An Armagh man who stubbed out a cigarette on his ex-partner and threatened to burn down a house she was in at the time has been sentenced to 17 months in custody.
Court heard the 23-year-old wished to appeal the sentence, speaking from the dock, he said: “I’m appealing the AOABH – that didn’t happen.”
Patrick McCann, of Culdee Street, was being sentenced for possession of an offensive weapon, disorderly behaviour, theft, assault occasioning actual bodily harm, threats to damage property , two counts of breaching a non-molestation order and improper use of communications at the City’s Magistrates’ on Monday.
It was heard that these offences were accrued over a number of incidents dating from June 2018, to April of this year.
On June 10, of 2018, the defendant presented himself at the front gate of the PSNI station in Armagh and shouted that he was going to kill someone in Drumarg before making off in the direction of Friary Road.
Officers located McCann on the Killylea Road, where he told police “f*** off, you b*******” before making off.
He was later found in the Drumarg estate but once more evaded officers telling them to “f*** off”.
McCann was located once more on Nursery Road, with a bottle of Buckfast in his possession.
The defendant proceeded to smash the bottle and hold a shard up to his neck before running off.
He was later found on Mullacreevie Green where he was arrested by police.
It was heard that on November 12, of last year, police were contacted by the defendant’s ex-partner who claimed she had received a threat from McCann to burn down a property.
She also alleged that on October 27, the defendant had arrived at her home uninvited and she had witnessed him stealing £25 from her purse.
The injured party claimed that McCann had also put out a cigarette on her left ankle.
She told police that in the threat the defendant made on November 12, he said: “‘I’m going to burn you and whoever is in that house out of it.”
McCann was subsequently arrested and made no reply to caution.
During interview, the defendant admitted to being at the injured party’s home on October 27, by invitation, but denied the offences.
He admitted to making a phone call to the injured party on November 12 but would not elaborate on what was said.
On February 19 this year, the injured party contacted police claiming she had received a letter from the defendant, who was in Maghaberry, which was in breach of a non-molestation order.
She claimed to have recognised the handwriting as being that of McCann.
The defendant was arrested in March 27 and made no commented during interview.
On April 20, this year, the defendant’s partner contacted police to say McCann had breached a non-molestation order by sending messages to her cousin.
One of these had been a Snapchat in which it was claimed there was a bomb in Keady outside the injured party’s home.
McCann was arrested and during interview suggested that someone had hacked into his Facebook account and that his ex-partner knew the password.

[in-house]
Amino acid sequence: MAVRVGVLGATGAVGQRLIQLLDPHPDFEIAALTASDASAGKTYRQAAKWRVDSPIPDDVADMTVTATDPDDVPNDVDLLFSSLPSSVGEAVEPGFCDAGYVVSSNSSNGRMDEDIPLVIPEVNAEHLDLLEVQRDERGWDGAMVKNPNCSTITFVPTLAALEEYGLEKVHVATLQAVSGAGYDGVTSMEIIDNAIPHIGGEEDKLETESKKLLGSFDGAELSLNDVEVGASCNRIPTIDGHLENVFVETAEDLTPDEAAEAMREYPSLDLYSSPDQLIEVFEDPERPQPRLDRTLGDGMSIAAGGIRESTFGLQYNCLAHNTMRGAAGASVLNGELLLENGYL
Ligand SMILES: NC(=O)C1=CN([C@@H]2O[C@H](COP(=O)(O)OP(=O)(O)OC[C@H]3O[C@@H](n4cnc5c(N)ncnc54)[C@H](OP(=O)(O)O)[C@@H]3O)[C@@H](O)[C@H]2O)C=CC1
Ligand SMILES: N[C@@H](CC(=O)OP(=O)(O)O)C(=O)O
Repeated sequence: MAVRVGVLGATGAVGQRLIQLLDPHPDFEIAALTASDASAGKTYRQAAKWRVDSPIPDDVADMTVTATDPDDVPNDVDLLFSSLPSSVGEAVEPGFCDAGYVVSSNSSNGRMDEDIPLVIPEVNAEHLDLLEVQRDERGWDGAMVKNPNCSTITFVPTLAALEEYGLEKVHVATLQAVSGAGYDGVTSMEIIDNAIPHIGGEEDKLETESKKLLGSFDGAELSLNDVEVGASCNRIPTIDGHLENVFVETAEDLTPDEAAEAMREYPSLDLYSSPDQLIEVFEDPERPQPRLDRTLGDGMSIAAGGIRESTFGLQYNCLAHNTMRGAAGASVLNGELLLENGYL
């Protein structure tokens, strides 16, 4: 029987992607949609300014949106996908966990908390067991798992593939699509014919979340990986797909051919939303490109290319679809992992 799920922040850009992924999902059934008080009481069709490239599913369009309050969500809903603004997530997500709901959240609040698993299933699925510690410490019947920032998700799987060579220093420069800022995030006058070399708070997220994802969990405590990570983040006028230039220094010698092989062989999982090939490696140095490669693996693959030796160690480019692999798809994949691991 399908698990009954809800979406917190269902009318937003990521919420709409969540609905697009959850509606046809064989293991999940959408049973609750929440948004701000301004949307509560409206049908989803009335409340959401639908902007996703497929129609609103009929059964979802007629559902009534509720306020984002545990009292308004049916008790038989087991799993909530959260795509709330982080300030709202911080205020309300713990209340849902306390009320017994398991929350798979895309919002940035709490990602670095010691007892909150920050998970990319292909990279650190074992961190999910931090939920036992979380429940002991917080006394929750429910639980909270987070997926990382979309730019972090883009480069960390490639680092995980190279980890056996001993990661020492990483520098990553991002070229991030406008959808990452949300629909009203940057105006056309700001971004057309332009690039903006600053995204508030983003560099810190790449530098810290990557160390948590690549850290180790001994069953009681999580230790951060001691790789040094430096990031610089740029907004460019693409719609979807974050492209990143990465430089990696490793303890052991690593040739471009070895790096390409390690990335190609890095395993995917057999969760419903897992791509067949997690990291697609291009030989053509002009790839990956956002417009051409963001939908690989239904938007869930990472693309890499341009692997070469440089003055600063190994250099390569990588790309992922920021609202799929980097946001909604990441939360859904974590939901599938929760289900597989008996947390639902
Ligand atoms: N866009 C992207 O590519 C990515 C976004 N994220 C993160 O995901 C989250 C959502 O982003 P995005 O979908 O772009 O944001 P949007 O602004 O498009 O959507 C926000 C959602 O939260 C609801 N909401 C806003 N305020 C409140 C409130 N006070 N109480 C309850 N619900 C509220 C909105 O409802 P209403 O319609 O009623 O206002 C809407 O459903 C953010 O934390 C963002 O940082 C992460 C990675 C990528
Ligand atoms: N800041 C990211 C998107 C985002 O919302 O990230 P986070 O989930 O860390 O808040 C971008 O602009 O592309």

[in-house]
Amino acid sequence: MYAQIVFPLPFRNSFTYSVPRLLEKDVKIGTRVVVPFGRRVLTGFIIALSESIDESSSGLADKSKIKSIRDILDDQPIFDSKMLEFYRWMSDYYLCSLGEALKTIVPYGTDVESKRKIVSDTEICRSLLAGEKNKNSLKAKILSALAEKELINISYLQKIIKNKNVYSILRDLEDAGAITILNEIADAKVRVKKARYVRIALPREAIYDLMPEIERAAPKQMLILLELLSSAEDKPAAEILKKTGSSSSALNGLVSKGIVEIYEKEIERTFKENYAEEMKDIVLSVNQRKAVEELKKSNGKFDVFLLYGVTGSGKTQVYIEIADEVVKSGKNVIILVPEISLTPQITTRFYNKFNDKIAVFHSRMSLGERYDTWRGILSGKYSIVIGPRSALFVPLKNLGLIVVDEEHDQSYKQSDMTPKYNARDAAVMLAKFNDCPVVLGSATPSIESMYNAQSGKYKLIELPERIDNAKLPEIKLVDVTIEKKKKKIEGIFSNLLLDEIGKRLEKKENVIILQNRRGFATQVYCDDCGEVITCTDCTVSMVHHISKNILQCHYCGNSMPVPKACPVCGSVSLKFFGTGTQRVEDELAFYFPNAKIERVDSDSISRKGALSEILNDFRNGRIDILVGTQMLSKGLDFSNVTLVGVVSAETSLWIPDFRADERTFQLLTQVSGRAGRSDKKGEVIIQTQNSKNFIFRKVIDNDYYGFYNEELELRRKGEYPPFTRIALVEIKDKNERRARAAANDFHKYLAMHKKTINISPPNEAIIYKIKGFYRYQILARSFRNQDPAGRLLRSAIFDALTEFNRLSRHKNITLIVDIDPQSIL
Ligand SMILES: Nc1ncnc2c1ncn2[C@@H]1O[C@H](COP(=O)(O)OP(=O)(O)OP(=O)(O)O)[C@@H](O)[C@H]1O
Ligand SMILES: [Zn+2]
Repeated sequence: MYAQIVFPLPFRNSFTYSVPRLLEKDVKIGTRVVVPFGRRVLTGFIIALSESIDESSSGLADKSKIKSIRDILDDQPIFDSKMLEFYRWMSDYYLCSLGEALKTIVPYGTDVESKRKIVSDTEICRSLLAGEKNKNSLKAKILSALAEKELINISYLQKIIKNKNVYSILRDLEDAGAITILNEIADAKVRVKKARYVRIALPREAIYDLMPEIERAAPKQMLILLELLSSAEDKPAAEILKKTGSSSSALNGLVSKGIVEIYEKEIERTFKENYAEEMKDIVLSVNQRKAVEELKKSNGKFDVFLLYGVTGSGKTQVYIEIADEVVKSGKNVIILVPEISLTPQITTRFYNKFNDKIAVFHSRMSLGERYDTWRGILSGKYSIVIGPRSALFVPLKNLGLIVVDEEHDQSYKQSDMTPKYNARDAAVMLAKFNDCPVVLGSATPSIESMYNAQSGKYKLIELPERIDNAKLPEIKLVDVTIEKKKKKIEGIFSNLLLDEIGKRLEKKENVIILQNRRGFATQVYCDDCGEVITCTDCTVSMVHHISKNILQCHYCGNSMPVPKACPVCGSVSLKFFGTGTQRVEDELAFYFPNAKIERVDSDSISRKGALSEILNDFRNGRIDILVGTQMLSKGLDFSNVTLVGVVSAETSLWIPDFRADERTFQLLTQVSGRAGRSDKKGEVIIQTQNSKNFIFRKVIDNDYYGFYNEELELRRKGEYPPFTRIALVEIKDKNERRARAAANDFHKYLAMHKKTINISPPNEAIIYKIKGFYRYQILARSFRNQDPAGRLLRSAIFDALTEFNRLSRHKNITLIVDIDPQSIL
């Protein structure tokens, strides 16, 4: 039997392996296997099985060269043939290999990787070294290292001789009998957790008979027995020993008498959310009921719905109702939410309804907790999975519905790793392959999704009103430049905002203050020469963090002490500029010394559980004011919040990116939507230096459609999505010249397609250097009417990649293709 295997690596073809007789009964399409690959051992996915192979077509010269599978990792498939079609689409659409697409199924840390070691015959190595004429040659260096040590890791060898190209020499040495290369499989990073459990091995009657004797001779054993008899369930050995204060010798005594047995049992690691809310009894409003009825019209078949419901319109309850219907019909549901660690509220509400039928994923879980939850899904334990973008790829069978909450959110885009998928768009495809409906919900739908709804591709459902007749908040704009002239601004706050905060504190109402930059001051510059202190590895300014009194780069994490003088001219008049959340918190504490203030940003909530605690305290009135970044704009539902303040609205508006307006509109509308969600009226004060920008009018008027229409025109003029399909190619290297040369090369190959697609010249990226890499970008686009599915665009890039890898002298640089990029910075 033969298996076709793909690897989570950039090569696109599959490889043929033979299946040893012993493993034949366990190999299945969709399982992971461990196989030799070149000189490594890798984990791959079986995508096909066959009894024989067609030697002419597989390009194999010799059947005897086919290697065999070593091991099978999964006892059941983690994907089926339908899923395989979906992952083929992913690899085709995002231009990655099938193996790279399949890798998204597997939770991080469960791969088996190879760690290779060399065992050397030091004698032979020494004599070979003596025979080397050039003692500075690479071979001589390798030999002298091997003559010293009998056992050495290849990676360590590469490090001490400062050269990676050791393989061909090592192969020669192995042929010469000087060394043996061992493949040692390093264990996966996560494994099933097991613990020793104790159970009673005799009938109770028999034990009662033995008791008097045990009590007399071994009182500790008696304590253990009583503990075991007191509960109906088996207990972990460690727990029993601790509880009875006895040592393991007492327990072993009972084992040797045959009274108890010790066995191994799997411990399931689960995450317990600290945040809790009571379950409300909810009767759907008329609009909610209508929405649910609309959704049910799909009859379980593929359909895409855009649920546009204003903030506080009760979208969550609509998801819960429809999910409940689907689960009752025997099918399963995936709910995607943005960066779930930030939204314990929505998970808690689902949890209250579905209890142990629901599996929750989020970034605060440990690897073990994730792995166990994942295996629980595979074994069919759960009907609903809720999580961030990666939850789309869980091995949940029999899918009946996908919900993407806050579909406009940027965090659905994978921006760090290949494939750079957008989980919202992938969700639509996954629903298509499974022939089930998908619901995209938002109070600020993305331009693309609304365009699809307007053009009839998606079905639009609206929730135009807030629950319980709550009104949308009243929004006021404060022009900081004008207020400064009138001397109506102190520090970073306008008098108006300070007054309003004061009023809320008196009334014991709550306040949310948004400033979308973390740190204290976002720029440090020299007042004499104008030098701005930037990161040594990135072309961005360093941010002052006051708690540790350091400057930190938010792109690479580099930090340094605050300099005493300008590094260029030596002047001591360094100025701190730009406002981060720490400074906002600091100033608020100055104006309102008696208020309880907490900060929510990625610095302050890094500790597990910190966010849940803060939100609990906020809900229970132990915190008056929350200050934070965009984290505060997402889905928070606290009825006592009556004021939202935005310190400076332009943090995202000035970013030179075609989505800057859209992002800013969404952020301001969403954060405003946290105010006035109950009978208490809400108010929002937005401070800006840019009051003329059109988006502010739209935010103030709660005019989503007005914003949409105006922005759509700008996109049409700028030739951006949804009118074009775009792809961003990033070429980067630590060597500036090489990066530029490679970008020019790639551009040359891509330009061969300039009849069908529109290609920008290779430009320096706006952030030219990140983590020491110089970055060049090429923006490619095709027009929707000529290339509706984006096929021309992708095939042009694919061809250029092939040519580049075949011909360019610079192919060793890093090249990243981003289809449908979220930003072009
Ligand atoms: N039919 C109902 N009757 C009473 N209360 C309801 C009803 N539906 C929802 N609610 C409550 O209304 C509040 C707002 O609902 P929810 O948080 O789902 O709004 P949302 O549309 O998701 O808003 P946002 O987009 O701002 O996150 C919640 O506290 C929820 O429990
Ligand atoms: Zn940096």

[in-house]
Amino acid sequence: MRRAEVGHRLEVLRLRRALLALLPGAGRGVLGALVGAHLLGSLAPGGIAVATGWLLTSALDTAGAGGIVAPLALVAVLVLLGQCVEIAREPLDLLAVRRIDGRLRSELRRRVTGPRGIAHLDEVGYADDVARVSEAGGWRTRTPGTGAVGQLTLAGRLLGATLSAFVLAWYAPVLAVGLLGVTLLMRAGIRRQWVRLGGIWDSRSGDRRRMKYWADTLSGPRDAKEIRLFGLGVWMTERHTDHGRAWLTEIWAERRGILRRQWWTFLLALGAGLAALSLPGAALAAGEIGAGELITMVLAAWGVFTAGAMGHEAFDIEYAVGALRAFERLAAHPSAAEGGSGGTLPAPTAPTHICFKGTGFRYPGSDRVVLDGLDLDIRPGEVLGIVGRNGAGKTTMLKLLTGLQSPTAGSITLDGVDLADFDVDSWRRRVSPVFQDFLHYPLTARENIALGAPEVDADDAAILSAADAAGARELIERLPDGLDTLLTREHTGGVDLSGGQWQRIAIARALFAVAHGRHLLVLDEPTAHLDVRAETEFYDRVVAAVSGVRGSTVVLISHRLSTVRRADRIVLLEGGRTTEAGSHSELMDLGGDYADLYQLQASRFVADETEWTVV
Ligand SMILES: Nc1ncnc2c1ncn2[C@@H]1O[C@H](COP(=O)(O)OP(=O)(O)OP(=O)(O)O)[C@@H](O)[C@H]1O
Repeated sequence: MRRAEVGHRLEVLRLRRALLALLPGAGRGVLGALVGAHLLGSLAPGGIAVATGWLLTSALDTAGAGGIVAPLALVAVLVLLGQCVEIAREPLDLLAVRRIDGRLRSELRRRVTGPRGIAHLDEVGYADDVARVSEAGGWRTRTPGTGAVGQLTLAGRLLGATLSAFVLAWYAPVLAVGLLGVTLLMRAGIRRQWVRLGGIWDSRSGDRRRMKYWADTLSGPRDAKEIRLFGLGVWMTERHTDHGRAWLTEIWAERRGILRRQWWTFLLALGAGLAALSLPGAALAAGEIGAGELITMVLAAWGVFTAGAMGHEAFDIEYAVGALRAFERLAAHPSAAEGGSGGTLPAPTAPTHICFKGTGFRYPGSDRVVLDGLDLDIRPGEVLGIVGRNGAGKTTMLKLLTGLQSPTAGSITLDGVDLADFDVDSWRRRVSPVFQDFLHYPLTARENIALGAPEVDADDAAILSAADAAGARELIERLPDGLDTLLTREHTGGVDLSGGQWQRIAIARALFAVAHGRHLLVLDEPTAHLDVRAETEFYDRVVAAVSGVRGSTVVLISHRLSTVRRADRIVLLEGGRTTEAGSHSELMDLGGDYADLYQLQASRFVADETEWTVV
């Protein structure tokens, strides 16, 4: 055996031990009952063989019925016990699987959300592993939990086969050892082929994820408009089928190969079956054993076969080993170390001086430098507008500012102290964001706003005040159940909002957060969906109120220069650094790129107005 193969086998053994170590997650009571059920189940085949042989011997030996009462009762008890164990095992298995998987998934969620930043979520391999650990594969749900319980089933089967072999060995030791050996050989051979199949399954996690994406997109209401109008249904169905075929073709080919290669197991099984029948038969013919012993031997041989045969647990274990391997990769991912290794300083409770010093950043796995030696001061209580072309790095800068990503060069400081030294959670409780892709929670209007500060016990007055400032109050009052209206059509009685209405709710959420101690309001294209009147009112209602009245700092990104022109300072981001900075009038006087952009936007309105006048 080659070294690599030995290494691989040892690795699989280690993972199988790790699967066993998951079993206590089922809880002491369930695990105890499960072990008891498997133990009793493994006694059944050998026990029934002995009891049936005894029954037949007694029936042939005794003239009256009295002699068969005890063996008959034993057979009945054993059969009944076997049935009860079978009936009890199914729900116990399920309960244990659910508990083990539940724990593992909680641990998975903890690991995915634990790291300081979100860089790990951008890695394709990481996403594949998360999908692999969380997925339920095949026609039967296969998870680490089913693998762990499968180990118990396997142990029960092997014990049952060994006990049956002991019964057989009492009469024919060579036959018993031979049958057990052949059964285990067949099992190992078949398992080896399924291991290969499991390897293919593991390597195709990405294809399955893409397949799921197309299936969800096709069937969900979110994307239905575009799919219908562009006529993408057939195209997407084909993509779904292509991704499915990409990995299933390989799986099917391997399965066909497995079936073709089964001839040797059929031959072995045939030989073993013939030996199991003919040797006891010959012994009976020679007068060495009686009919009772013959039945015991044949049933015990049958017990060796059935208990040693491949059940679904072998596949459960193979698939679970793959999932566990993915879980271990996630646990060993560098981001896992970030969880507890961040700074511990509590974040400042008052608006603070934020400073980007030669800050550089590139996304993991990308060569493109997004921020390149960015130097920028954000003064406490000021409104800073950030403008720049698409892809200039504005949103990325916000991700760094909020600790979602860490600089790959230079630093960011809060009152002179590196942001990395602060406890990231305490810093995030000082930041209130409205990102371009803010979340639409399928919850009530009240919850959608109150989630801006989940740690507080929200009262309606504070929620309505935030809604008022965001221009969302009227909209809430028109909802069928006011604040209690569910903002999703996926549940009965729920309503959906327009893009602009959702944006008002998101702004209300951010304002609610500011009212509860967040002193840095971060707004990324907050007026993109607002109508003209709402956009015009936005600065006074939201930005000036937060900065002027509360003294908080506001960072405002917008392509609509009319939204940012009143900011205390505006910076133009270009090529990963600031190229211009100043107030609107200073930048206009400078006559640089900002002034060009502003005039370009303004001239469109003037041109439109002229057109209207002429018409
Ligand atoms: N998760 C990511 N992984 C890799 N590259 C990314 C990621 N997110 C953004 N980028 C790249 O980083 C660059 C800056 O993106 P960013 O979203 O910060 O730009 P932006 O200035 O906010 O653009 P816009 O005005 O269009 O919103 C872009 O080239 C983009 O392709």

Defence barrister Scott McWhinney stated: “The pre-sentence report is of very little resistance; he is still denying any wrongdoing.
“Starting with the first offence, he was going through a period of poor mental health. He is charged with possession of an offensive weapon with which he only threatened himself.”
He continued: “This was a time of high stress for Mr McCann, he has to respect that this court has come to its judgement, he has spent some 36 weeks in custody according to my instructing solicitor.
“With the letter, Mr McCann had been trying to communicate with his son, he was told by the court he has every right to do this, but that should be done through social services.”
Mr McWhinney added: “Mr McCann has spent a considerable amount of time in custody, the attitude he has taken with regards to probation and community service is unhelpful.
“Upon his release he is hoping to go to work with his cousin as an electrician; this is a job he has previously held in the past.”
Deputy District Judge Sean O’Hare said: “I have noted from the pre-sentence report that this is a young man who has endured difficulties; he would be due sympathy from the court [but] this has been undone by his unwillingness to engage with probation and his lack of remorse.
“There are also a great number of suspended sentences which were in play at the time of these offences.”
Mr McWhinney stated: “All I can do is ask that the court considers staying its hand with regards to these matters.”
Deputy District Judge O’Hare said: “You have made a conscious choice to not engage with probation, these problems cannot be addressed if he buries his head in the sand.
“There are four sets of charges primarily targeted at an ex-partner with no reason, these came after the court gave him a chance with the imposition of suspended sentences and on top of that one them was committed whilst he was in prison.”
McCann was sentenced to nine months in prison for the offences before the court and a further eight months were invoked from suspended sentences making a total of 17 months.
Mr McWhinney made it clear that this would be appealed, and the defendant was granted bail pending this, but would remain in custody on other matters.
Speaking from the dock, McCann stated: “I’m appealing the AOABH – that didn’t happen.”
Judge O’Hare also imposed a restraining order with regards to the injured party for a period of two years.
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